My Favourite Wines of 2011, or the Greatest Wine Experiences of the Year!
In a year filled with travel to France, off the cuff trips to Portland and San Francisco , the first Natural Wine tasting in British Columbia and more than a few nice dinners with friends, the past 12 months may be the toughest yet to measure up my greatest wine experiences of the year. Thus, I’ve decided to mix in both experiences and wines and try to come up with something that includes both those amazing trips and some of my best domestic experiences.
I always look forward to writing this list each year because it reminds me of how spoiled and lucky I am, what a great group of friends I have and of the many wonderful people trying to make the wine industry in British Columbia work like a regularly functioning business sector. Kudos to all of them.
10. The “Home Vineyard” series of wines from Pyramid Valley Winery in New Zealand. Mike Weersing, the mind behind Pyramind Valley, may be insane. The vines may still be young. But this is probably some of the most exciting wine coming out of any New World wine region right now. For best new world wines, I had to decide between these wines or the Wind Gap Syrahs from Pax Mahl in California. The Pyramid Valley edged out Wind Gap simply because they seemed just that much more radical and were a total shock to me when I first drank them. For the record, I had the Earth Smoke Pinot Noir and the Lion’s Tooth Chardonnay. If any are left in the province, you can find them at Marquis Wine Cellars.
9. San Francisco Beer Week 2011. My infatuation with beer began around the same time as my love for wine. However, my budget as a student meant that I used to drink a lot more beer than wine. This trend has tipped back towards wine these days, but in the past 5 years I have witnessed Vancouver go from a beer backwater to an up and coming Portland. We still have a long way to go, though, as evidenced by my second time attending the San Francisco Beer Week, which is probably the best series of beer events in the world. While living in Berkeley I had a chance to try many of the USA’s top beers. This year’s trip down to SF in February saw me complete my quest to try all of the greatest beers in the world with a healthy dose of Russian River’s Pliny the Younger and Lost Abbey’s legendary Cable Car (a sour beer). The latter beer is only available at Toronado’s in SF and only during beer week. The former is largely considered to be the best IPA in the world and is released only on tap and only once a year. It was an epic end to a long journey.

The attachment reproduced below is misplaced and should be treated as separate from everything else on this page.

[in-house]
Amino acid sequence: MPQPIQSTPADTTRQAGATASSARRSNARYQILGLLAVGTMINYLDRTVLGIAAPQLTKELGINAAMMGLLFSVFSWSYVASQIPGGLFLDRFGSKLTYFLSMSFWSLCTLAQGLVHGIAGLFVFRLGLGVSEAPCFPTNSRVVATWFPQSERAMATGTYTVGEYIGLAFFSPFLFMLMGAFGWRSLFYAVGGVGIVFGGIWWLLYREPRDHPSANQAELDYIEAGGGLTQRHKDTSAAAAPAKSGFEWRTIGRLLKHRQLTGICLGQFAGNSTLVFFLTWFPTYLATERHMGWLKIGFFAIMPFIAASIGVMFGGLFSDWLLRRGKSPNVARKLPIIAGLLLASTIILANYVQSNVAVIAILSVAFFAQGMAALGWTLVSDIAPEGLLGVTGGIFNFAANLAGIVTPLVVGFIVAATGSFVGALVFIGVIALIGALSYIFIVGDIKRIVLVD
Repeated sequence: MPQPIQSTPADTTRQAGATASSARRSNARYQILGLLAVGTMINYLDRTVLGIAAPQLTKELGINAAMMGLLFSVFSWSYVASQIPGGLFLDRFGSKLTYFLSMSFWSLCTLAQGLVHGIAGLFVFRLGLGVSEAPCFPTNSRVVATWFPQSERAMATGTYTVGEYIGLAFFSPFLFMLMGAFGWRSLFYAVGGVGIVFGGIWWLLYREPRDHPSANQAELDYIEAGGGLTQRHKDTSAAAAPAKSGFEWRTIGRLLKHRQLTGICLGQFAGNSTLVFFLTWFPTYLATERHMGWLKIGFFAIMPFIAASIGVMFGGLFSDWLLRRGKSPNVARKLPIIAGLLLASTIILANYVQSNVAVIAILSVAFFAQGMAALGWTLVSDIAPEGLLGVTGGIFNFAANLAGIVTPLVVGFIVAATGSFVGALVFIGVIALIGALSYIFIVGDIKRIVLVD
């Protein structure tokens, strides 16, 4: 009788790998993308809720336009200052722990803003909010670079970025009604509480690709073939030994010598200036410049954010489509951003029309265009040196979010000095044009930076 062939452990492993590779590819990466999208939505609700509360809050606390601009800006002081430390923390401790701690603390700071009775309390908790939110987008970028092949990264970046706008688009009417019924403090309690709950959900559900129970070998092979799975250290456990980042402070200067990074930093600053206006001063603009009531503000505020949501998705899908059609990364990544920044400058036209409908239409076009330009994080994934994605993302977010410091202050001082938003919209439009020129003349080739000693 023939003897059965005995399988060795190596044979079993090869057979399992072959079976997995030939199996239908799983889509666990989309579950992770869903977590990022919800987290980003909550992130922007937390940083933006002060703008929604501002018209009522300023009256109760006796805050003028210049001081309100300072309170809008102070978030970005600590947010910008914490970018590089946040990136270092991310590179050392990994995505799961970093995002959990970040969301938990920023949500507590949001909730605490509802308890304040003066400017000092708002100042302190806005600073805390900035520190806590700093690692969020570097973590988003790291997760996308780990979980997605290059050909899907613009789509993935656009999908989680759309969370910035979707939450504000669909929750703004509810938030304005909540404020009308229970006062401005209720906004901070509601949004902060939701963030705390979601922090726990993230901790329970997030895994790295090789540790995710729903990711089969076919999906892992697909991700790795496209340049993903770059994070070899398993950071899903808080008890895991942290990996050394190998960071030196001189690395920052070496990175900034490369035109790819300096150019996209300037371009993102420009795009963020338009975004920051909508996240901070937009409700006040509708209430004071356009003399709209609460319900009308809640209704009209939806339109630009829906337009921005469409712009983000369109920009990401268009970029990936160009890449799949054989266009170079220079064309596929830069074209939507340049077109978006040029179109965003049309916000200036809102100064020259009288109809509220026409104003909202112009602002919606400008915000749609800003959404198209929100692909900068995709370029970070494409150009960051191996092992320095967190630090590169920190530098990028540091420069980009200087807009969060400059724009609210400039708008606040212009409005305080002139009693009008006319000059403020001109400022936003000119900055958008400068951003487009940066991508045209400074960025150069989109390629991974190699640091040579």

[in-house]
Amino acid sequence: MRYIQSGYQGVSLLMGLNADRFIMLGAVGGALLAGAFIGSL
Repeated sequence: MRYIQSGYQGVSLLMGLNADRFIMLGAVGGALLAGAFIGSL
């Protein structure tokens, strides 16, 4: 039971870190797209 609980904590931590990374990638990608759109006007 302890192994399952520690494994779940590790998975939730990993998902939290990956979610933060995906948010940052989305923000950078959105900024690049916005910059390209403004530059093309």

8. The Wines of Etna, Sicily. This year I discovered that the grape Nerello Mascalese makes sophisticated, elegant and yet frutily delicious wines in the tiny Etna DOC in Sicily. Etna is a still active volcano and the vines are all grown in various volcanic soils. Many of the top producers (such as Passopisciaro) bottle individual crus and the differences are striking. In my opinion Etna is one of the most exciting regions in the world right now. Producers to try: Tenuta delle Terre Nere, Passopisciaro, Benanti, Cornelissen.
7. Emmanual Brochet Champagne “Le Mont Benoit” 1er Cru Brut: Discovered at a wonderful bottle shop in Lyon France and described to me as “Selosse but more consistent”, this stunning Champagne cost a mere 30 euros. No sulphur, grower champagne at a miniscule production level. A perfect example of what we’re missing over here in B.C. – a wide range of properly stored and reasonably priced grower Champagnes. Marquis is now one of the only places in town with a worthy selection. You won’t find this there, though. I’d say look for it the next time you’re in France, but that would make me sound like a douche.
6. Cune Vina Real Cosecha 1976: I was lucky enough to attend a few dinners at Rasoul’s (fanatical wine collector) place this year, and this wine was the pick of all those I tasted. It is amazing how well Rioja can age and how elegant, lithe and alive it can be after 34 years. A real treat and one of the oldest wines I’ve had.